Debunking Urban Legends (Or: It Happened to a Friend of That Woman Who My Mother Used to Know!!!!!)

Tuesday, March 9th, 2010 • 7 Comments on Debunking Urban Legends (Or: It Happened to a Friend of That Woman Who My Mother Used to Know!!!!!)

I spend entirely too much time debunking urban legends.  No, I don’t actually go out and disprove some of the nonsense that is floating around on the internet.  There are websites for that.  But I have this itchy respond finger that feels compelled to take anyone to task who forwards or posts something that is a hoax, a myth or a lie.  Mostly I do it for the sake of my own sanity—usually, once I let someone know that e-mail they just forwarded to their 300 closest acquaintances happens to be a myth that’s been circulating since, oh, 1972, they recognize the error of their ways and verify everything they’ve ever heard before they repeat it, e-mail it or put it in their Christmas newsletter.  (This, of course, is my own personal myth. The reality is, they probably take me off their e-mail list so I won’t rain on their parade.)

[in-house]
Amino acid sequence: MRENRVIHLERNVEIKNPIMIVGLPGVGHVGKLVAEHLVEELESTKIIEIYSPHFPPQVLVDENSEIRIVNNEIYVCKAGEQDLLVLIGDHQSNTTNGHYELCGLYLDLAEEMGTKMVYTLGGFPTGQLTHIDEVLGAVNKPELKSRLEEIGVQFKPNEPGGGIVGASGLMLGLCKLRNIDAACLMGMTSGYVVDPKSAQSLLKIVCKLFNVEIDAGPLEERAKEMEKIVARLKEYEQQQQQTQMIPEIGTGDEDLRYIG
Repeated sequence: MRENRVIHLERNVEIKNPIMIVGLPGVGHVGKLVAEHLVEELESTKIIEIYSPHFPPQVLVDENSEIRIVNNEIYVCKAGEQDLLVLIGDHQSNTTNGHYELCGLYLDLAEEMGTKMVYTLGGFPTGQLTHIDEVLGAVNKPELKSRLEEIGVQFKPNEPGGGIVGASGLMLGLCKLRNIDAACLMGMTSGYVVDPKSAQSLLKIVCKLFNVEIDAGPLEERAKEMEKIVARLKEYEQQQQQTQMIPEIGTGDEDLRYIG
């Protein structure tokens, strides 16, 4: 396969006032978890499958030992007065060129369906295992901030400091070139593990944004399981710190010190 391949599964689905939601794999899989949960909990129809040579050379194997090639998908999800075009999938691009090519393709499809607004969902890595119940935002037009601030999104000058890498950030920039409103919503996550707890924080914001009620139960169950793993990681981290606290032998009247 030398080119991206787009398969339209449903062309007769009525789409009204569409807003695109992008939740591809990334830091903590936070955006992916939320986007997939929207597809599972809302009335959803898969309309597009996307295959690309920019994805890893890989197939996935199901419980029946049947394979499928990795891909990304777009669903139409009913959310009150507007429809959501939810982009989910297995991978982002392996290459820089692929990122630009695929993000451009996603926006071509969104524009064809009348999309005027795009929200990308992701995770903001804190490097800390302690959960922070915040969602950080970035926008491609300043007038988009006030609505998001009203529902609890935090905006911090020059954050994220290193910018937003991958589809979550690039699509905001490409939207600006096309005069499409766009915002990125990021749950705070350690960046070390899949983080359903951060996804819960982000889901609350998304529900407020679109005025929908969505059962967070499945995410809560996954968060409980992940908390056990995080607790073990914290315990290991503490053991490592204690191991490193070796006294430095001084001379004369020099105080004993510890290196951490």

I go after urban legends because I am a writer who has had it hammered into my head since high school journalism that one should always verify sources.  I also do it as a teacher, who has heard 18 year old students repeat as gospel urban legends I heard when I was 18.  And I do it for kicks, because I question everything and enjoy finding out the truth.  Finally, I do it for you—yes, you.  If I can prevent just one person from forwarding some ridiculous story, I figure I’m saving every single person in the world (or at least those who have e-mail) from having to read about how Facebook is going to start charging a monthly subscription. (And if you joined that group on Facebook… you should un-join before I find out about it.)